Missouri is the second state to add the right to farm to its constitution, behind North Dakota.
Veterans returning home from Iraq and Afghanistan are more likely to be unemployed than both civilians and veterans of other wars.
Crop insurance, which is heavily subsidized with public money, is meant to function as the main farm support program.
While some farmers see drones as a way to help their bottom line, others see them as a potential invasion of privacy.
Despite health warnings, some states have proposed legalizing raw milk sales in order to impose strict regulations on the risky - and growing - market.
Finding workers to don coveralls, muck boots and endure the occasional splash of manure, or spritz of urine is not as simple as putting an ad in the newspaper.
About 20 years ago, scientists realized peaks and valleys of the carbon cycle are reaching higher and lower levels. The Corn Belt may be contributing to that.
The organic food market is exploding and many fish farmers and retailers want in. But some in the organic industry say “not so fast.”
Scientists studying industrial hemp say it holds a tremendous amount of promise. But to unlock its potential there’s very basic scientific research to be done.
The federal “beef checkoff” mandates a $1 payment every time a head of cattle is sold. Opponents have fought the checkoff all the way to the U.S. Supreme Court.
Farmers who switch from Roundup to Enlist will be nearly doubling the amount of chemicals they pour on their land.
Oogie McGuire sends and receives sheep from across the U.S., one way to ensure that her flock and others are getting new blood.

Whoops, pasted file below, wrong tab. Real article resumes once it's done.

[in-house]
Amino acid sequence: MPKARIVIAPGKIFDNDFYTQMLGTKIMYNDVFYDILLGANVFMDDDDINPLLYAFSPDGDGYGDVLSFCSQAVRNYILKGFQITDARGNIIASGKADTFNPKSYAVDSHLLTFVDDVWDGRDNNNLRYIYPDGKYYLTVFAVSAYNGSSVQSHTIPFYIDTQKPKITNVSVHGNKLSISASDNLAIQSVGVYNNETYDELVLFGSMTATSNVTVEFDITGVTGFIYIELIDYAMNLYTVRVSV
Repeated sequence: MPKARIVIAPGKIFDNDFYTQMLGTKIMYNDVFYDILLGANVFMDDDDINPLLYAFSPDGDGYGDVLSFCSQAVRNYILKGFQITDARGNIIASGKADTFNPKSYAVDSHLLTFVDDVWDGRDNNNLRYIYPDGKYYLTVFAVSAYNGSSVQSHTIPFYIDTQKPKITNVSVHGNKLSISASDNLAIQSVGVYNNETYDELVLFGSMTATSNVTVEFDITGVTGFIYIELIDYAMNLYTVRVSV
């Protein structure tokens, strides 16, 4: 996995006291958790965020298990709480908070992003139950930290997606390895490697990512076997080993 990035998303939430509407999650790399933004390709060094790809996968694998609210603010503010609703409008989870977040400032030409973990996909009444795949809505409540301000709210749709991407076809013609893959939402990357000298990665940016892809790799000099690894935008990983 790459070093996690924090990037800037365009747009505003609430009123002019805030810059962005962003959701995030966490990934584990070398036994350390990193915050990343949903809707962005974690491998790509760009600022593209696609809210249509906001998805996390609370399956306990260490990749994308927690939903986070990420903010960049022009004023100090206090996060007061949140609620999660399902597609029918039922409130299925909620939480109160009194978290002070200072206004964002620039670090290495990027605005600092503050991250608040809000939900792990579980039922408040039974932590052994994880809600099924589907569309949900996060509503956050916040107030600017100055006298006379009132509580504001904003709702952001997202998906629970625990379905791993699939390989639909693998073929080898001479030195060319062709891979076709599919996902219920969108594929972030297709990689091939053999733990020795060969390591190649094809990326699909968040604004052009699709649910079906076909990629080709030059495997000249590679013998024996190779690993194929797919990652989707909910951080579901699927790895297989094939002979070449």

Many food companies are seeking certification that their products don’t have any genetically modified ingredients, and not just brands in the health food aisle.
After studying 64 test plots of soybeans, the EPA did not see a significant difference in yields between plants treated with neonics and those without.
The thought of moving somewhere with lots of available water and open spaces gets the attention of dairy farmers like Marty DeHoog.
Brian Azevedo’s is one of the dairymen making a move from California to the Midwest for what he hopes will be greener pastures.
In their simple farm clothes, it can be easy to forget the women are nuns - save for the fact they still wear the familiar fitted white coif.
Vilsack is widely credited with rallying the support that ultimately made the 2014 farm bill one of the few major bipartisan successes in this Congress.
Drought caused ranchers to cull herds, pushing up prices for cattle. Higher prices give ranchers incentive to raise more calves and creates a grassland rush.
According to the National Agricultural Aviation Association, 18 to 20 percent of commercial cropland receives some sort of aerial application.